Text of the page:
US energy technology firm EnZinc has teamed up with the US Naval Research Laboratory (NRL) to develop a new rechargeable three-dimensional (3D) zinc electrode, which it aims to bring to market by the end of 2019.
The six-year project developed a unique 3D zinc sponge structure that for the first time allows zinc to be used as an anode in a rechargeable battery. The firm claims, “The 3D zinc material is inherently safe and totally recyclable”.
This new anode can be coupled with various cathode materials to produce a family of batteries for multiple applications ranging from electric vehicles to grid energy storage, “offering a number of advantages over lead-acid and lithium-ion batteries”, says EnZinc.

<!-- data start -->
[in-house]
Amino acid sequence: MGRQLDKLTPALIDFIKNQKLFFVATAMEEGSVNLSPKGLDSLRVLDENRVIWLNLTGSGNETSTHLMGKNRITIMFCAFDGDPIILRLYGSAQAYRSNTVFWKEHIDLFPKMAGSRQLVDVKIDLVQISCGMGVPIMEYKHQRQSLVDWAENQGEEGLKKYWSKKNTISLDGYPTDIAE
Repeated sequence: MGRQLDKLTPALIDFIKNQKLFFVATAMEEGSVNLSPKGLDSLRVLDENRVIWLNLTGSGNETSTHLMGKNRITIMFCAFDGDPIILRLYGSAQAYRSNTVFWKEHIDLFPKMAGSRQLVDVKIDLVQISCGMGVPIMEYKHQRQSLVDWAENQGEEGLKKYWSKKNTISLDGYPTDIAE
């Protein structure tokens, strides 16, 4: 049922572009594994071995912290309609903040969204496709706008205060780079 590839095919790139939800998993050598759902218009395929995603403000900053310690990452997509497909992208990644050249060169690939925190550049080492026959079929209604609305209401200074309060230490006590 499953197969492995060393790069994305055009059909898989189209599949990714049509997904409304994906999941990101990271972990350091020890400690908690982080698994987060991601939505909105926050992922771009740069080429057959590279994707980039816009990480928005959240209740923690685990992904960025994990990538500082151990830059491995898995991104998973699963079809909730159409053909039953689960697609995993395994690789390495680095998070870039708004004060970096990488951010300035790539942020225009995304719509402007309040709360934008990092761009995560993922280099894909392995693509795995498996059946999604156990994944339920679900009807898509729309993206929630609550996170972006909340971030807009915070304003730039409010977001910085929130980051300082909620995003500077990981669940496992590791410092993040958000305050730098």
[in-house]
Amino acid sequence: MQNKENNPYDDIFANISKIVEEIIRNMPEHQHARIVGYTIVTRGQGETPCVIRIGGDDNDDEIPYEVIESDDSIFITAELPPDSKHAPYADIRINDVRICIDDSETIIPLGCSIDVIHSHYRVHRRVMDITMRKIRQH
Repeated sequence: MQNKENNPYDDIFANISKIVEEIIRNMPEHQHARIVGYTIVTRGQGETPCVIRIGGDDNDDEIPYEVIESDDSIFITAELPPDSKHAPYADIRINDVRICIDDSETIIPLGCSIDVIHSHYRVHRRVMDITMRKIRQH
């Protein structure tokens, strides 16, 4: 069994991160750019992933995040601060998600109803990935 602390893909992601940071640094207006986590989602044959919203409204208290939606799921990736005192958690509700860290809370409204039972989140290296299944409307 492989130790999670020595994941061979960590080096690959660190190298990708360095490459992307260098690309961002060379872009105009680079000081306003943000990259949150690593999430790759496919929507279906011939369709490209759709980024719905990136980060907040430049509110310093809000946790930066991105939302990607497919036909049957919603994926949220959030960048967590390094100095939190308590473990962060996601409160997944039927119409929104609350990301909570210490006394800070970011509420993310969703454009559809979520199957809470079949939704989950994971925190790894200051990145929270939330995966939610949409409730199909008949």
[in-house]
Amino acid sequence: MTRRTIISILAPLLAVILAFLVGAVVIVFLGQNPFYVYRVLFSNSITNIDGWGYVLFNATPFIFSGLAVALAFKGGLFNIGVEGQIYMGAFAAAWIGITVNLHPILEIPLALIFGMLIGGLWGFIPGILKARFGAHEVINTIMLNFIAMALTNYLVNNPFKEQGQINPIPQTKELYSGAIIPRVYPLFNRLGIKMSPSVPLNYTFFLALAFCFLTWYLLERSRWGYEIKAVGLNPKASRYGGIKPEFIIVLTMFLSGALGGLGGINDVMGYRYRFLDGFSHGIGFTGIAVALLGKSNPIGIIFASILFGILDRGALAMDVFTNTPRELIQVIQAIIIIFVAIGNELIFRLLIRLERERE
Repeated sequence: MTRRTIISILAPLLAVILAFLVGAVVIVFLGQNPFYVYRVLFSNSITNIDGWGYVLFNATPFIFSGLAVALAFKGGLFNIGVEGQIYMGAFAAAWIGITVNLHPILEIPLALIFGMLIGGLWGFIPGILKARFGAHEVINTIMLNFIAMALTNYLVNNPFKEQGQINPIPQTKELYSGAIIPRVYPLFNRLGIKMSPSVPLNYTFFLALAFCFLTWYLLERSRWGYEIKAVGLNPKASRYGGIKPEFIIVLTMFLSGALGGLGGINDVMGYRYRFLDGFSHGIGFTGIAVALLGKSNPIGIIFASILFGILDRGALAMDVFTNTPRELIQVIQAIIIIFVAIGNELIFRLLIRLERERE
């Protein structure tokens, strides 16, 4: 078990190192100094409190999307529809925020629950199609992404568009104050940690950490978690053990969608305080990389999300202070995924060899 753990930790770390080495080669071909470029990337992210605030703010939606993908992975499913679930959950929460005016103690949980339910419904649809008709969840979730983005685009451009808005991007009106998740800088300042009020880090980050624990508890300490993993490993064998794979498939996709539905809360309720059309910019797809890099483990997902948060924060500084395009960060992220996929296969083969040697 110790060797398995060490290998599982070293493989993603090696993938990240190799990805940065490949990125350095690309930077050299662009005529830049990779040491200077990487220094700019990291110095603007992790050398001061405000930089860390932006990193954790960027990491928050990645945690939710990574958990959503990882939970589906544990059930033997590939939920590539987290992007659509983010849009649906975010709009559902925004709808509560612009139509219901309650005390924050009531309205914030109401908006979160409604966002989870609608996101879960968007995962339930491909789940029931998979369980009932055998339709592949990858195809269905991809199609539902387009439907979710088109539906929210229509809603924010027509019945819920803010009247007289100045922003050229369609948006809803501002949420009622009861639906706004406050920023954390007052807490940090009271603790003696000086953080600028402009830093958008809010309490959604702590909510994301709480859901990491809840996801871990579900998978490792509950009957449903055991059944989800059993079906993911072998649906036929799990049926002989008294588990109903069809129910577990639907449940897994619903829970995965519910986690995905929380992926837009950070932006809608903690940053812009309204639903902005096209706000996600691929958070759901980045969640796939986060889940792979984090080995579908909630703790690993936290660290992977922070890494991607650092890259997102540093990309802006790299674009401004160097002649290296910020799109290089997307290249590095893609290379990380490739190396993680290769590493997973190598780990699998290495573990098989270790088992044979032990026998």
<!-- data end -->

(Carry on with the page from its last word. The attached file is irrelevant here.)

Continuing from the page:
The result of the research has been published in Science magazine.
Michael Burz, CEO of EnZinc, said the new batteries will “be 30 to 50% cheaper than comparable lithium-ion systems… but at the cost of lead-acid batteries.”
Zinc-based batteries do not pose the same fire risk linked with lithium-ion batteries. “There is a navy and a broader military concern with the safety of lithium-ion batteries — on soldiers, on sailors, on platforms,” says Debra Rolison, head of the advanced electrochemical materials section at the NRL in Washington, DC, and one of the researchers involved in the zinc breakthrough.
Laboratory tests have demonstrated that the performance of nickel-zinc alkaline cells using the 3D structure could reach over 90% theoretical depth of discharge in primary cells.